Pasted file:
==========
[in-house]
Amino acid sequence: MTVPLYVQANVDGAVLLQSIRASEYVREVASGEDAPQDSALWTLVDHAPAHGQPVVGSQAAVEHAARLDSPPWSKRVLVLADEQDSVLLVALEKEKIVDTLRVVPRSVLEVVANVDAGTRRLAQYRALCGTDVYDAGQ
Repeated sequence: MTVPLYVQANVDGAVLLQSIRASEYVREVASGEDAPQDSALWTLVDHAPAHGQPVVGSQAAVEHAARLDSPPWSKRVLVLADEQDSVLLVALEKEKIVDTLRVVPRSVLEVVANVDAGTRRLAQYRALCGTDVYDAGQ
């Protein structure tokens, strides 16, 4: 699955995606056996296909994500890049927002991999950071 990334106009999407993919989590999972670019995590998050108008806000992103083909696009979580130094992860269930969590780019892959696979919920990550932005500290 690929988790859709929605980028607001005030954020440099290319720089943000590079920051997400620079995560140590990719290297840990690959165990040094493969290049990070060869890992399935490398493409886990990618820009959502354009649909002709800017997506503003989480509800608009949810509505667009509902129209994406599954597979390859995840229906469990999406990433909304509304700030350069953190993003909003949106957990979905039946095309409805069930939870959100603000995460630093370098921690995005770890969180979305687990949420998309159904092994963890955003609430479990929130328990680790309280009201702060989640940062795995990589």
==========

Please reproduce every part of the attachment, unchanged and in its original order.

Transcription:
[in-house]
Amino acid sequence: MTVPLYVQANVDGAVLLQSIRASEYVREVASGEDAPQDSALWTLVDHAPAHGQPVVGSQAAVEHAARLDSPPWSKRVLVLADEQDSVLLVALEKEKIVDTLRVVPRSVLEVVANVDAGTRRLAQYRALCGTDVYDAGQ
Repeated sequence: MTVPLYVQANVDGAVLLQSIRASEYVREVASGEDAPQDSALWTLVDHAPAHGQPVVGSQAAVEHAARLDSPPWSKRVLVLADEQDSVLLVALEKEKIVDTLRVVPRSVLEVVANVDAGTRRLAQYRALCGTDVYDAGQ
């Protein structure tokens, strides 16, 4: 699955995606056996296909994500890049927002991999950071 990334106009999407993919989590999972670019995590998050108008806000992103083909696009979580130094992860269930969590780019892959696979919920990550932005500290 690929988790859709929605980028607001005030954020440099290319720089943000590079920051997400620079995560140590990719290297840990690959165990040094493969290049990070060869890992399935490398493409886990990618820009959502354009649909002709800017997506503003989480509800608009949810509505667009509902129209994406599954597979390859995840229906469990999406990433909304509304700030350069953190993003909003949106957990979905039946095309409805069930939870959100603000995460630093370098921690995005770890969180979305687990949420998309159904092994963890955003609430479990929130328990680790309280009201702060989640940062795995990589």